The story of Britain that Lawson and Harris tell is a narrow, discredited one, totally focused and obsessed with Westminster bubble politics, with no mention of the crisis, debris and disaster which this approach has brought about. Nowhere do they make the connection between the economic crisis engulfing us and the political crisis and order that brought it about, because they just don’t see that link.
There is a passing nod to ‘an era of pluralism’ and ‘the new politics’ personified by the coalition and Edinburgh, Cardiff and Belfast, but it is a fleeting mention. Lawson and Harris do not challenge the unitary state account of Britain that gave us Thatcherism, Blairism and Old Labour. Even more damningly, they ignore England, and the fact that while Scotland, Wales and Northern Ireland have developed new political cultures and voices, England has been left as the nation of the democratic deficit.
While we have Scottish and Welsh Labour with all their imperfections, English Labour has yet to be born. This is terrain which Jon Cruddas, Labour MP for Dagenham, has stated is central to Labour and democracy; it is also ground Compass have systematically ignored, as do Lawson and Harris.
What we do get is the constant Compass refrain of ‘the good society’, which is as nebulous and flawed an idea as ‘the big society’, and in many respects even more vague. There is no real curiosity shown for the Cameroon Conservatives or the substantial rethinking going on in centre-right circles.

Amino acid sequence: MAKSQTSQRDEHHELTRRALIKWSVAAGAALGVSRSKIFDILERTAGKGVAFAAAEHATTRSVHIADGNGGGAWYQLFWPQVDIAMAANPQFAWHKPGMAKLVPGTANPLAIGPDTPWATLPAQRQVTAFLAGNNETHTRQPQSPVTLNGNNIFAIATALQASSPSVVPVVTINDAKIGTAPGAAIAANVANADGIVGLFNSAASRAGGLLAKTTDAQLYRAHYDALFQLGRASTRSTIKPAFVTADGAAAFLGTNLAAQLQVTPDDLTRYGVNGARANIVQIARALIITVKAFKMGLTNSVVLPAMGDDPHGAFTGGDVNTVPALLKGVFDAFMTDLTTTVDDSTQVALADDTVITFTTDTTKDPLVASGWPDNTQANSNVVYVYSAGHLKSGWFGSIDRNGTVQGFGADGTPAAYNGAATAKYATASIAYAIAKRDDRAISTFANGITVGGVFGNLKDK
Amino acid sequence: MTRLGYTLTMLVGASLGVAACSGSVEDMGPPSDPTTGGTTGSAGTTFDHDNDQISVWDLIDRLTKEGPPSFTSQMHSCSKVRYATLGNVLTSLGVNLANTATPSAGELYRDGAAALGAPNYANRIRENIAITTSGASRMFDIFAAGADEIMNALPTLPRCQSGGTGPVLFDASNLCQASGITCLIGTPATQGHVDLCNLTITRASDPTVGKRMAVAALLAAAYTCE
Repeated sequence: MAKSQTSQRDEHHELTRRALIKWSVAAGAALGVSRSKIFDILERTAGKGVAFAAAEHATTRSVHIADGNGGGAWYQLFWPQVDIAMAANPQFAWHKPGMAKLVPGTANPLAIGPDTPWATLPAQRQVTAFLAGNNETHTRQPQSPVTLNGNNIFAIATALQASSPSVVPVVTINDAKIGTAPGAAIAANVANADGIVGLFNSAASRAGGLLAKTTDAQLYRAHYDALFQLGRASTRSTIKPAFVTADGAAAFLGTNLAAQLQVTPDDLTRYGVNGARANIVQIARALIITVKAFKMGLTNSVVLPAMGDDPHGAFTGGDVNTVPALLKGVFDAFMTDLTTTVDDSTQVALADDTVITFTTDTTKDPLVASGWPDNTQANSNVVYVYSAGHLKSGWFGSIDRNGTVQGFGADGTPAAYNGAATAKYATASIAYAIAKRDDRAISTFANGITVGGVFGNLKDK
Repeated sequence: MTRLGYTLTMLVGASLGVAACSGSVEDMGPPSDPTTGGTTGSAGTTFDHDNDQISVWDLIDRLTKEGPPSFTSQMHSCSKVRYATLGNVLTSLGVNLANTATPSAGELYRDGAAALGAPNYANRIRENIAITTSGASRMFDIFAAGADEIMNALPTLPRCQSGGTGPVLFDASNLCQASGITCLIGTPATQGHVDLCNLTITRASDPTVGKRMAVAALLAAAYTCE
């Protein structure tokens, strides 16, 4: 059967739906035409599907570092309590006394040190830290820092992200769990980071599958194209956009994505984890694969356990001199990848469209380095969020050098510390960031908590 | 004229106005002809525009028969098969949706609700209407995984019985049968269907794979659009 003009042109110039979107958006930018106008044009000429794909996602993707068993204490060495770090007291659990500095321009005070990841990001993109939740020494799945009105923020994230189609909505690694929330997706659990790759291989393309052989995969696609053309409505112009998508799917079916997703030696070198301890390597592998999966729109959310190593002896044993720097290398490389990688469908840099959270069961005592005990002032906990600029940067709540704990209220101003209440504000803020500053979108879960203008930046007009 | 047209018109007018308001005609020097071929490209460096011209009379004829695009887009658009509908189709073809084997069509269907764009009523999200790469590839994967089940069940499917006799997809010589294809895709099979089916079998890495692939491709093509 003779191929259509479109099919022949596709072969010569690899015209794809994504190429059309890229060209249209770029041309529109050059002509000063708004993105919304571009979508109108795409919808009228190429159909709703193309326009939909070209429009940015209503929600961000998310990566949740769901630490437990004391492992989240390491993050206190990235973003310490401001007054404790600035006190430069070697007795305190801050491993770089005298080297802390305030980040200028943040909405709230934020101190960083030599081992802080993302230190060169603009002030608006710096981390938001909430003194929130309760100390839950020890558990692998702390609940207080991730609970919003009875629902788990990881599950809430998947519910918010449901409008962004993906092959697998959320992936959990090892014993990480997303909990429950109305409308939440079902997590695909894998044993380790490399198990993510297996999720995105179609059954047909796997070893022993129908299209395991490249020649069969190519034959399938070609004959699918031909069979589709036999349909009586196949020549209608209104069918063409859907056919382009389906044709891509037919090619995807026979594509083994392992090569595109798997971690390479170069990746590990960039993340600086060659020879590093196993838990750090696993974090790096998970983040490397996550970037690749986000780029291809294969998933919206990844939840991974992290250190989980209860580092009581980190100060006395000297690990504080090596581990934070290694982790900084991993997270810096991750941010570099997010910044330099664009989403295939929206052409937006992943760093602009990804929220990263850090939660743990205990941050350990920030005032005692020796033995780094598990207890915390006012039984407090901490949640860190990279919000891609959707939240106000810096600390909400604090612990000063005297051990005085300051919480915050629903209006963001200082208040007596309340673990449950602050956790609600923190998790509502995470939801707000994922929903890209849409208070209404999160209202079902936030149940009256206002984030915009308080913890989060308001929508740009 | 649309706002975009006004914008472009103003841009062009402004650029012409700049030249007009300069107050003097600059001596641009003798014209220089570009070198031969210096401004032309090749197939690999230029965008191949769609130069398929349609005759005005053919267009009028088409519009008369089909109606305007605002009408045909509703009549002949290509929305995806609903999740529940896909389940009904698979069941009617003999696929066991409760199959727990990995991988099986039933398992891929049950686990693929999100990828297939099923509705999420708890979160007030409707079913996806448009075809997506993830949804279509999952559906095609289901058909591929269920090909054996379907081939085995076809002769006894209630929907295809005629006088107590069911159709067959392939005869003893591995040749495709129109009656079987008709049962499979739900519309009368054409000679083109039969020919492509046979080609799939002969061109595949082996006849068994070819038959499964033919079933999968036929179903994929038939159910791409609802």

John Harris in a follow-up piece writes that “the post-war model of state provision is over” yet at the same time “the solutions the post-Thatcher settlement offered only made matters worse”. Harris rightly asks, “Does a shadow state run by Serco, Capita and the rest, do anything to empower anybody, apart from those companies?”, and answers no. He then casts around to find ‘a guiding idea’ for the left and ‘public sector reform’ and desperately tries to identify it in co-production: the technical, managerial vision of early New Labour and Demos and the like pre-1997.
This sort of left writing found in the Lawson and Harris essay has a strange timelessness and listlessness about it. For all its talk of urgency and ‘now’, with a few changes of detail it could have been written in 1983. It focuses nearly completely on Labour, internal party conversations, and with the concept of ‘the left’. This is that age-old belief that through focusing on perfecting Labour you can change the world.
For all its claims of pluralism and abandoning the comfort zones of New Labour, this is deeply tribal, old-fashioned thinking: the party at the centre of everything, the zenith of aspirations a kind of ‘Back to the Future’ to social democracy and ‘new socialism’. David Marquand has written in response to Lawson and Harris, that given the state of politics domestically and internationally, focusing on the health of Labour as your central activity is ‘displacement activity’.
What, then, does this hold for Ed Miliband and life post-New Labour? The age of New Labour is over; it has exhausted itself and become part of the problem, not the solution, and its advocates morphed into the new conservatives. Miliband clearly sees the challenge for him as one for the long distance runner and not a sprinter. This demands a politics as ambitious and ideological as Margaret Thatcher aspired to when she dared to remake ‘the common ground’ when she became Tory leader in 1975.
Miliband faces huge obstacles to achieving this. There is Labour tribalism and love of anti-Toryism. Then there is Labour short-termism – which will be aided by the cuts and coalition unpopularity – which still does not understand why people don’t vote Labour and has little grasp why millions of working people vote Conservative.